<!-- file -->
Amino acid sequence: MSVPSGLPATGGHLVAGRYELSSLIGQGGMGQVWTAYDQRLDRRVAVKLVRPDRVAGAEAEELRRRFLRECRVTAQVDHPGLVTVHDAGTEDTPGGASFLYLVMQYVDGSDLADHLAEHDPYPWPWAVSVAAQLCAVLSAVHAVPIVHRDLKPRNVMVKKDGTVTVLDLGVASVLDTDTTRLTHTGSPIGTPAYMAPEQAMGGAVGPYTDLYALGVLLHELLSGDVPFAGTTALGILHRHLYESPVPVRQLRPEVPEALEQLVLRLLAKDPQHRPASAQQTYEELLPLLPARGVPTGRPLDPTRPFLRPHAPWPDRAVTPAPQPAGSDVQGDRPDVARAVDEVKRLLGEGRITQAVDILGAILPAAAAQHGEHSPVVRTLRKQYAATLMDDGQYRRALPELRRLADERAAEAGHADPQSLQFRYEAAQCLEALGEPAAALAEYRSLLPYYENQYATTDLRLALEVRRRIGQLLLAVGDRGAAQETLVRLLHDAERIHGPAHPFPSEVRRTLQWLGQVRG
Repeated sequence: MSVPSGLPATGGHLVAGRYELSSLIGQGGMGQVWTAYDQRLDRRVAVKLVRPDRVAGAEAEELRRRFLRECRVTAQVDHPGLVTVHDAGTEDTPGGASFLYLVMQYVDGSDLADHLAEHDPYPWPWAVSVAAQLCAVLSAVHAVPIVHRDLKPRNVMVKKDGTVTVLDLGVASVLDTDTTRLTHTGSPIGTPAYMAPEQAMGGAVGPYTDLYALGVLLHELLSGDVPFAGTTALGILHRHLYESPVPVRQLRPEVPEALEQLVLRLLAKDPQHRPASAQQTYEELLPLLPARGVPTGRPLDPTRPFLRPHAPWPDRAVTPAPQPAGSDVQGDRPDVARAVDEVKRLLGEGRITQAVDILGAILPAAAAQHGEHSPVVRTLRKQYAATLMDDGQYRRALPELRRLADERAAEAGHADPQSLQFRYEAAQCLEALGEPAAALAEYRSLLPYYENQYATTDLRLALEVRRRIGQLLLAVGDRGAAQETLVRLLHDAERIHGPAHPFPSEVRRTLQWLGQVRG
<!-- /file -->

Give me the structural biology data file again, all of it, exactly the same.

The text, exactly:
Amino acid sequence: MSVPSGLPATGGHLVAGRYELSSLIGQGGMGQVWTAYDQRLDRRVAVKLVRPDRVAGAEAEELRRRFLRECRVTAQVDHPGLVTVHDAGTEDTPGGASFLYLVMQYVDGSDLADHLAEHDPYPWPWAVSVAAQLCAVLSAVHAVPIVHRDLKPRNVMVKKDGTVTVLDLGVASVLDTDTTRLTHTGSPIGTPAYMAPEQAMGGAVGPYTDLYALGVLLHELLSGDVPFAGTTALGILHRHLYESPVPVRQLRPEVPEALEQLVLRLLAKDPQHRPASAQQTYEELLPLLPARGVPTGRPLDPTRPFLRPHAPWPDRAVTPAPQPAGSDVQGDRPDVARAVDEVKRLLGEGRITQAVDILGAILPAAAAQHGEHSPVVRTLRKQYAATLMDDGQYRRALPELRRLADERAAEAGHADPQSLQFRYEAAQCLEALGEPAAALAEYRSLLPYYENQYATTDLRLALEVRRRIGQLLLAVGDRGAAQETLVRLLHDAERIHGPAHPFPSEVRRTLQWLGQVRG
Repeated sequence: MSVPSGLPATGGHLVAGRYELSSLIGQGGMGQVWTAYDQRLDRRVAVKLVRPDRVAGAEAEELRRRFLRECRVTAQVDHPGLVTVHDAGTEDTPGGASFLYLVMQYVDGSDLADHLAEHDPYPWPWAVSVAAQLCAVLSAVHAVPIVHRDLKPRNVMVKKDGTVTVLDLGVASVLDTDTTRLTHTGSPIGTPAYMAPEQAMGGAVGPYTDLYALGVLLHELLSGDVPFAGTTALGILHRHLYESPVPVRQLRPEVPEALEQLVLRLLAKDPQHRPASAQQTYEELLPLLPARGVPTGRPLDPTRPFLRPHAPWPDRAVTPAPQPAGSDVQGDRPDVARAVDEVKRLLGEGRITQAVDILGAILPAAAAQHGEHSPVVRTLRKQYAATLMDDGQYRRALPELRRLADERAAEAGHADPQSLQFRYEAAQCLEALGEPAAALAEYRSLLPYYENQYATTDLRLALEVRRRIGQLLLAVGDRGAAQETLVRLLHDAERIHGPAHPFPSEVRRTLQWLGQVRG